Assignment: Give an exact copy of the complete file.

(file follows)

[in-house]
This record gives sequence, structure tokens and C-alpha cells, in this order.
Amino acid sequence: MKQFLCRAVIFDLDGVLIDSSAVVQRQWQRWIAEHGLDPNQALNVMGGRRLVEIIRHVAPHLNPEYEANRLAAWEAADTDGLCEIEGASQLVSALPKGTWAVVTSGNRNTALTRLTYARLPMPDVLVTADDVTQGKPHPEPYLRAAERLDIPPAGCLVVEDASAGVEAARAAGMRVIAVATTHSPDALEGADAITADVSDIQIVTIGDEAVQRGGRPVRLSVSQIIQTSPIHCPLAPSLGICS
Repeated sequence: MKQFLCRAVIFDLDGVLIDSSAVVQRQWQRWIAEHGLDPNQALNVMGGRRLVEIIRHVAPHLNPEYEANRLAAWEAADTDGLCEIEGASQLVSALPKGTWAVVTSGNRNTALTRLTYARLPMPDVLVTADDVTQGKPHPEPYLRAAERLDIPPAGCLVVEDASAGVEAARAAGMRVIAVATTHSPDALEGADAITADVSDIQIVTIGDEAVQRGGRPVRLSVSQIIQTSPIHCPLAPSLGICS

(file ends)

[in-house]
This record gives sequence, structure tokens and C-alpha cells, in this order.
Amino acid sequence: MKQFLCRAVIFDLDGVLIDSSAVVQRQWQRWIAEHGLDPNQALNVMGGRRLVEIIRHVAPHLNPEYEANRLAAWEAADTDGLCEIEGASQLVSALPKGTWAVVTSGNRNTALTRLTYARLPMPDVLVTADDVTQGKPHPEPYLRAAERLDIPPAGCLVVEDASAGVEAARAAGMRVIAVATTHSPDALEGADAITADVSDIQIVTIGDEAVQRGGRPVRLSVSQIIQTSPIHCPLAPSLGICS
Repeated sequence: MKQFLCRAVIFDLDGVLIDSSAVVQRQWQRWIAEHGLDPNQALNVMGGRRLVEIIRHVAPHLNPEYEANRLAAWEAADTDGLCEIEGASQLVSALPKGTWAVVTSGNRNTALTRLTYARLPMPDVLVTADDVTQGKPHPEPYLRAAERLDIPPAGCLVVEDASAGVEAARAAGMRVIAVATTHSPDALEGADAITADVSDIQIVTIGDEAVQRGGRPVRLSVSQIIQTSPIHCPLAPSLGICS